There are several ironies in life.Dictionary B

Well, more than several, but a couple come to mind.

The idea that politicians can actually be statesmen. (I don’t know if that’s ironic or just pathetic.)

A second irony is the assumption that religious leaders actually give a damn about human beings.

You can be accused of being a misfit by railing against organizations which have lost their mission and purpose. Matter of fact, Jesus of Nazareth was crucified for sedition. That means he objected vehemently to existing standards–to such an extent that those who promoted the agenda found a way to kill him.

Maybe it’s because he called them a “brood of vipers.” It would be difficult to take that back, wouldn’t it? You couldn’t exactly say, “You misunderstood. I like snakes.”

But when you take into consideration the double meaning of brood, that being “a clumping” and also “a downcast, sour outlook,” you have completely described organized religion.

Religion worships a God who insists He loves everyone while simultaneously being so pissed off at humanity that He establishes stringent rules and threatens damnation.

It is alarming that atheism does not thrive more in our species, considering the abuse we endure by embracing faith.

Jesus didn’t like the Pharisees.

He said they created burdens which they expected people to bear, while they were privately finding ways around lifting their share.

Many things come in broods:

  • Certainly vipers
  • Religionists
  • Politicians
  • And white collar criminals

I suppose you can have a brood of thieves, and no doubt, a brood of murderers.

But whenever a gathering of souls completes their meeting and the departing participants have a smug grimace, you have unearthed something venomous instead of healthy.

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Bosom

Bosom: (n) a woman’s chest

Chuckles.Dictionary B

Yes, fond memories of giggling at church camp every time we sang the song, “Rock-a my soul in the bosom of Abraham.”

Three or four of us guys would purposely sing the word “bosom” louder–until a couple of the preachers would move to sit on our row, threatening us with some form of pending damnation.

I was so young that the mention of the word “bosom” could arouse my Southern Hemisphere. And I wasn’t even around girls who had bosoms. But I knew they were in training–bras, that is.

I also found myself staring at the full-fledged bosoms of women who were a little older, but not so old that you felt like a pervert thinking about them. I was twelve years old and I was under the spell of the bosom.

The female bosom is still a symbol of great passion, focus and exaggerated attention.

Maybe it’s because none of us were particularly ready to stop sucking on them when they stuck a bottle in our mouth.

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Belittle

Belittle: (v) to make someone or something seem unimportant.

Dictionary B

Those who belittle be “littler” than them belittled.

More and more as I age, in a season when conversation is salted with pepper, I realize that the absence of legitimate talent causes us to attack contributors out of a fear that we, ourselves, are nothing.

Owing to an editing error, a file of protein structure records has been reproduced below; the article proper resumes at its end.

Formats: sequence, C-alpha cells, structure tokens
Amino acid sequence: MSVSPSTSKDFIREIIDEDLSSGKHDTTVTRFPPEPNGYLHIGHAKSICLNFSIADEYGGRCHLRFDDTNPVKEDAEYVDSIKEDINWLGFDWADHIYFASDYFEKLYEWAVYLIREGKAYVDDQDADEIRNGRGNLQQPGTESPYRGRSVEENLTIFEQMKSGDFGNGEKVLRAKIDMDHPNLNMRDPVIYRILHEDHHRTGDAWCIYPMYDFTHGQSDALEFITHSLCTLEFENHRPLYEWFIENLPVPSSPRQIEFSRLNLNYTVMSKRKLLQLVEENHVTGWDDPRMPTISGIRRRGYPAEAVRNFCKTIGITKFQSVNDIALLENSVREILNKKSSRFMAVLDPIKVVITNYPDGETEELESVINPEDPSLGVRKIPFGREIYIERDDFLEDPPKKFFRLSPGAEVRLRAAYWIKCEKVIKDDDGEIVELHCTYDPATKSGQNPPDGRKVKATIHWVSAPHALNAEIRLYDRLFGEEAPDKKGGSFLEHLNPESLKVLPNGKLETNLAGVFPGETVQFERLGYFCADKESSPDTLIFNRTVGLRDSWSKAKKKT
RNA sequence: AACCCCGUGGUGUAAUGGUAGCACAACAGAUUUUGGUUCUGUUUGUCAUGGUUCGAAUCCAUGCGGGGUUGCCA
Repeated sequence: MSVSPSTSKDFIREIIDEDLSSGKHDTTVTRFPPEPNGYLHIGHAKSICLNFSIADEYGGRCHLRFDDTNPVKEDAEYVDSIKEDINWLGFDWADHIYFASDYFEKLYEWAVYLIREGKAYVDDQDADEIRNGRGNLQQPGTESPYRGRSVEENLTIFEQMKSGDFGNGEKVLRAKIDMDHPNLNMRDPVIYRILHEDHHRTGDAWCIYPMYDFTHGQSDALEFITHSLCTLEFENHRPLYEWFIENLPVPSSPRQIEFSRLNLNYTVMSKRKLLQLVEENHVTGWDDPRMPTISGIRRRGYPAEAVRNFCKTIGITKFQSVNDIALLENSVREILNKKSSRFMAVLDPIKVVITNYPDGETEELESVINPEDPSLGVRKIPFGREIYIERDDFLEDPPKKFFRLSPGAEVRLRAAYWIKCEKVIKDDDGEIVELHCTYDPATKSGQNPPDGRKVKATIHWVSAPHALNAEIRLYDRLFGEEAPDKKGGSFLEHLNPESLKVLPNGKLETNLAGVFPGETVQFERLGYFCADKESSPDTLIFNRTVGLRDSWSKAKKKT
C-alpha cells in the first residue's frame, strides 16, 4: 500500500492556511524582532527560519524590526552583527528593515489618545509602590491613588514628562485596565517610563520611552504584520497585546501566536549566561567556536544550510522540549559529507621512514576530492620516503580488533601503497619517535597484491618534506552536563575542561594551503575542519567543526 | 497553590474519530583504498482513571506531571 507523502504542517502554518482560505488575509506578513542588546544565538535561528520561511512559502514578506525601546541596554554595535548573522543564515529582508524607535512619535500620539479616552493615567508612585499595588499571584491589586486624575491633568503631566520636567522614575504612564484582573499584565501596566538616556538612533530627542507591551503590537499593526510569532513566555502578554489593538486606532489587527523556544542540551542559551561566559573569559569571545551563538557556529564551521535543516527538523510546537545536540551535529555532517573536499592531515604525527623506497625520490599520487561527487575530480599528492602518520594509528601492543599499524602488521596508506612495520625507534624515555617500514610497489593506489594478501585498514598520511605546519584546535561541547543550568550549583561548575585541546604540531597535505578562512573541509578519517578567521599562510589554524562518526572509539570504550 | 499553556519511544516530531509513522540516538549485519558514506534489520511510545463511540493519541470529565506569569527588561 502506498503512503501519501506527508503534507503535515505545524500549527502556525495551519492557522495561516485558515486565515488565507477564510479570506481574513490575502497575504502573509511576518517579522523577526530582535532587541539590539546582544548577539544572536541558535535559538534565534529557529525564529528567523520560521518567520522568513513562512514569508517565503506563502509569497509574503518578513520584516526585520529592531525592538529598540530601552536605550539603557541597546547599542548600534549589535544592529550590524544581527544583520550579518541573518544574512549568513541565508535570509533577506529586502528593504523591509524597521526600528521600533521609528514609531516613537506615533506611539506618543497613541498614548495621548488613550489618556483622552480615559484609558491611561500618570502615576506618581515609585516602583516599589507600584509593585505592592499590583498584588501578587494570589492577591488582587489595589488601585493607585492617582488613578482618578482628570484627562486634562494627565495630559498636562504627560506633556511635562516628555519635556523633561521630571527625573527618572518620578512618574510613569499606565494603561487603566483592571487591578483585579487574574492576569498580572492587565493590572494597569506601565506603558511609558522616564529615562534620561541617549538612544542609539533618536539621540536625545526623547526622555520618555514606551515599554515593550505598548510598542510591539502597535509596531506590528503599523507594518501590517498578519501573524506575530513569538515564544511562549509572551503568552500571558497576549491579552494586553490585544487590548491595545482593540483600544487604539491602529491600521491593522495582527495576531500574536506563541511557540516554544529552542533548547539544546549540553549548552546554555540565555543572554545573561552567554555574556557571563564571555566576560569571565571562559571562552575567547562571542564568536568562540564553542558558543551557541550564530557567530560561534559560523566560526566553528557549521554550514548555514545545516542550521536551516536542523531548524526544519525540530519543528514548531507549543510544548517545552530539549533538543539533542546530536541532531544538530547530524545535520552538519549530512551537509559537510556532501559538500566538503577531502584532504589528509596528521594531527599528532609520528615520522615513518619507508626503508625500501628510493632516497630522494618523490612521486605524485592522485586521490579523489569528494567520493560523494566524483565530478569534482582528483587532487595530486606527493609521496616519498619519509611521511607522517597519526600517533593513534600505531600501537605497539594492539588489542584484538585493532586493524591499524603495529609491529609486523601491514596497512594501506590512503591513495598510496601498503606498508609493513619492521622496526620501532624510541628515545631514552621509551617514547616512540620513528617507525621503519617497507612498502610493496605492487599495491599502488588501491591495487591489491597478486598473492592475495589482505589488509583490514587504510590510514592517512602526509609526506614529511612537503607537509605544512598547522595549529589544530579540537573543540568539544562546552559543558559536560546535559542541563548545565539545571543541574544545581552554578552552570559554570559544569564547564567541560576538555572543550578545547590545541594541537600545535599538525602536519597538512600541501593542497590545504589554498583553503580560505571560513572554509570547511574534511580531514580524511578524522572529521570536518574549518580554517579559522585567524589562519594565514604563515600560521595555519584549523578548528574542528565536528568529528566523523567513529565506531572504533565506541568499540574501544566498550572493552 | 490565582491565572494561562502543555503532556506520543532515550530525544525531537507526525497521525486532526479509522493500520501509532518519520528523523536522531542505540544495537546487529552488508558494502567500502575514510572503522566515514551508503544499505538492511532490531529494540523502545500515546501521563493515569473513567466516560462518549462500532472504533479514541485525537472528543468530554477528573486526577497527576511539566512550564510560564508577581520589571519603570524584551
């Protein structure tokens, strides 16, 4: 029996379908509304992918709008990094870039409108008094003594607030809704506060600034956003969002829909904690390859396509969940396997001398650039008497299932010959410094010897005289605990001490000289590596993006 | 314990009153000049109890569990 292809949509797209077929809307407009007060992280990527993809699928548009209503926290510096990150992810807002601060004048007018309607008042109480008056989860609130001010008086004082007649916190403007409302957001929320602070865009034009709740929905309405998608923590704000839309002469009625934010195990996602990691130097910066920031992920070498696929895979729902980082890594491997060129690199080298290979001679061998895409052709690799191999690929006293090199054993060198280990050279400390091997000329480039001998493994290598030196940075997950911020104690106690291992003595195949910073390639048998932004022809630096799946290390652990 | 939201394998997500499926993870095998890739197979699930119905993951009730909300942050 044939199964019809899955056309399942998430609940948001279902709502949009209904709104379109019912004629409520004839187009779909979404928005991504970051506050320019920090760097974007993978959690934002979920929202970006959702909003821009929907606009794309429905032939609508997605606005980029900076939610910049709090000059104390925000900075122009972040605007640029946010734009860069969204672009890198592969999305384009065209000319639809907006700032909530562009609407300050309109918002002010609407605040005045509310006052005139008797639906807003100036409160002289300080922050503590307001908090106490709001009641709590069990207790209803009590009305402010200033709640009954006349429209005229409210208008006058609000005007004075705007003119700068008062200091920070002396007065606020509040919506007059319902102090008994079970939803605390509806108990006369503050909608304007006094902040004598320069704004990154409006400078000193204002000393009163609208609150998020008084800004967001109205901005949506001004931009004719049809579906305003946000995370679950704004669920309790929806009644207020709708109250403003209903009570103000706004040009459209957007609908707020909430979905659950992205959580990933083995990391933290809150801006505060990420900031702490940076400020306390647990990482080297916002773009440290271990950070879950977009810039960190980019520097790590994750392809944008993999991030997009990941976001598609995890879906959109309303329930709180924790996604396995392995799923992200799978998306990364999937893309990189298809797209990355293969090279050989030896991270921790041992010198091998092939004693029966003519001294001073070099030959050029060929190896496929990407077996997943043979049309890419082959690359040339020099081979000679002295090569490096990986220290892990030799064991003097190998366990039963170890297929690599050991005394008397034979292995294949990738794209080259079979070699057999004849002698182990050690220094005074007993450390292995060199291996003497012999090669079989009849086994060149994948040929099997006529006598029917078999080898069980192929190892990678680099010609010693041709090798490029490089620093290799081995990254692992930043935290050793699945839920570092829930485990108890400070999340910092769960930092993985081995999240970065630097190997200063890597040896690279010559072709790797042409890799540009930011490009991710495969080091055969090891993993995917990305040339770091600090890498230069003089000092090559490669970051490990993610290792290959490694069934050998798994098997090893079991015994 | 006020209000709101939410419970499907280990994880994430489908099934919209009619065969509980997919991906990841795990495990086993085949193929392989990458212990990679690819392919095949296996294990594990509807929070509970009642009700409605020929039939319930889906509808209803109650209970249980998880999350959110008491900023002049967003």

Even when I find myself being cynical, I realize it’s because I am jealous of those who have received attention, while my efforts have been relegated to the position of backstage storage.

We belittle because we be “littler.”

That’s the truth of the matter.

There isn’t a great idea ever hatched in the mind of a mortal that has not been forced to endure the ridicule of the ignorant.

It is why we suffer from a dearth of inspiration.

It’s not because the inspiration is unavailable. Those inspired lack the emotional armor to survive the gauntlet of the unrighteous condemners.

It is too bad that goodness is plagued by sensitivity–because for it to gain voice, it needs to escape temporary damnation.

I swear to myself that I will never belittle again. And then, because of my insecurity, I attack in order to protect my ego.

When it’s over, I feel bad.

But unfortunately, the moment has passed, and the chance to embrace beauty has been scared away … by my beast.

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Attune

Attune: (v) to bring into accord, harmony, or sympathetic relationshipdictionary with letter A

Caught between the onslaught of profane extremism and the threat of eternal damnation, the human race is squeezed by greedy zealots out for the common dollar instead of the common good.

So rather than finding these culprits of foolishness and exposing them as the fanatics they are, we instead surmise that the human race is a doomed and failed species, incapable of self-containment, let alone shepherding the earth.

It’s time to attune with one another.

May I begin?

  1. Most of the time, we’re not evil, we’re just bored. Having no vision, we perish in our frailty.
  2. We are creative but taught to table such ingenious revelations in favor of the remake, which guarantees sales.
  3. We are not sexual deviants, but rather, sensual beings who mysteriously have the unique ability of mingling a committed, divine love with a ferocious, exciting orgasm.
  4. We are not spiritual, but we are emotional. This enables us to touch spiritual matters and enjoy them without thinking we’ve figured out the universe.
  5. We’re not lazy–just unmotivated. We are not uncaring–unfortunately, disconnected.
  6. We know that men and women are supposed to be equals, but we resist the premise, fearing that an even playing field would rob us of our uniqueness.
  7. We are neither afraid to believe in God nor frightened to discover He does not exist. But we do require a reason for our lives which allows us to escape the jaded notion that “it’s all meaningless.”

These are 7 that popped into my mind. There are probably many more, but I wouldn’t want to bore you with too many details…and accidentally drive you into sinful behavior.